It’s not quite the Panama papers, but one hell of a big pile of carefully guarded secrets may soon be made public.
For years now, the federal government has been quietly fighting to keep a lid on an 11,000-document cache of government communications relating to financial policy. The sheer breadth of the effort to keep this material secret may not have a precedent in modern presidential times.
“It’s the mother of all privilege logs,” explains one lawyer connected with the case.
The Obama administration invoked executive privilege, attorney-client and deliberative process over these documents and insisted that their release would negatively impact global financial markets. But in finally unsealing some of these materials last week, a federal judge named Margaret Sweeney said the government’s sole motivation was avoiding embarrassment.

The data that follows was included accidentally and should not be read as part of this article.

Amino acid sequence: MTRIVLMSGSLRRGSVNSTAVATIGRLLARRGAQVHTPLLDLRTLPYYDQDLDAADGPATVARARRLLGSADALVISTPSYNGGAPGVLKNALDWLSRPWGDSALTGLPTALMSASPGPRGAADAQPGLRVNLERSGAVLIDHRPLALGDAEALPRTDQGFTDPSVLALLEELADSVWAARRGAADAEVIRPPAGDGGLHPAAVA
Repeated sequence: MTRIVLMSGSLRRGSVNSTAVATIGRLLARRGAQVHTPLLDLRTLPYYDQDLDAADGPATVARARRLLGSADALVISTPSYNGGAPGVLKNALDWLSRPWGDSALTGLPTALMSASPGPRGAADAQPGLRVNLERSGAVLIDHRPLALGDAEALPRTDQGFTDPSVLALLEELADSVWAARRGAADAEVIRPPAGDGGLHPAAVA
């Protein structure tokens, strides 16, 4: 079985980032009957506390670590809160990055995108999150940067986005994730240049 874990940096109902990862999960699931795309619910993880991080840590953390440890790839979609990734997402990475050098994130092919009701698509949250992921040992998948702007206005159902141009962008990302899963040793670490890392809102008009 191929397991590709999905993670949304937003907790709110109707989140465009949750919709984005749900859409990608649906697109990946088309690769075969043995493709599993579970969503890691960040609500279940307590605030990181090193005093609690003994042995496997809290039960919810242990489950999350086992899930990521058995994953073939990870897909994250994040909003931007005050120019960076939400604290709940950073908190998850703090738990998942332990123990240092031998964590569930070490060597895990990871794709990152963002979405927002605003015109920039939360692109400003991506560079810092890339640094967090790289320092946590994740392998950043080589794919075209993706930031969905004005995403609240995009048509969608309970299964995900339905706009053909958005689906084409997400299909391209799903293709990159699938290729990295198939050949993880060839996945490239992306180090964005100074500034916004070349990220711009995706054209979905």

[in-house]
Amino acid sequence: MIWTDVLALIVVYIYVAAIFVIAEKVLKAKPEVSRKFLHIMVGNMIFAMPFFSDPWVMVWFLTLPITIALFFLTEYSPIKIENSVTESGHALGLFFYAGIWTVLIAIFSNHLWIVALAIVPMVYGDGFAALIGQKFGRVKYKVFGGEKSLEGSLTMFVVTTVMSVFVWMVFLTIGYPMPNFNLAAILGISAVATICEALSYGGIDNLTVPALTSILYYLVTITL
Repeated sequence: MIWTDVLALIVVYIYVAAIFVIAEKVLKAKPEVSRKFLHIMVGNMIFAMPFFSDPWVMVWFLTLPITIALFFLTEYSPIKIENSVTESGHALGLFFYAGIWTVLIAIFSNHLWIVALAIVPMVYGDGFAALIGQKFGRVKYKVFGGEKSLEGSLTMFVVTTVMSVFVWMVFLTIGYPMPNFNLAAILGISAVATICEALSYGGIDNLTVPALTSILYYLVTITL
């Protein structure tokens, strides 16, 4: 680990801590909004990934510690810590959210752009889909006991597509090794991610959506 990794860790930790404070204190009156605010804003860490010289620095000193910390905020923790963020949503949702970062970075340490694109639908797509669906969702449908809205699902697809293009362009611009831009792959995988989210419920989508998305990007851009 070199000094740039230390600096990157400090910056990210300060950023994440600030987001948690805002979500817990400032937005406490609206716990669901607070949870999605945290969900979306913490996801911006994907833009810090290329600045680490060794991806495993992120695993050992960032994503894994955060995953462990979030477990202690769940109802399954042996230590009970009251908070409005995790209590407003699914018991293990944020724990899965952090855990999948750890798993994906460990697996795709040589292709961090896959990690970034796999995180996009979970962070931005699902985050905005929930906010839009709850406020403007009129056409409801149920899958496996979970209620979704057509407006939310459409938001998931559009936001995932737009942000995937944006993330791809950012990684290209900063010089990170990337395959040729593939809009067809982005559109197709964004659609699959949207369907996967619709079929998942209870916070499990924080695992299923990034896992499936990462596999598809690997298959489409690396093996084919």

“Instead of harm to the Nation resulting from disclosure, the only ‘harm’ presented is the potential for criticism,” Sweeney wrote. “The court will not condone the misuse of a protective order as a shield to insulate public officials from criticism in the way they execute their public duties.”*
So what’s so embarrassing? Mainly, it’s a sordid history of the government’s seizure of mortgage giants Fannie Mae and Freddie Mac, also known as the government-sponsored enterprises, or GSEs.
The papers being fought over concern both past and future controversies, all of them quite complicated. At the root of all of them, however…Read More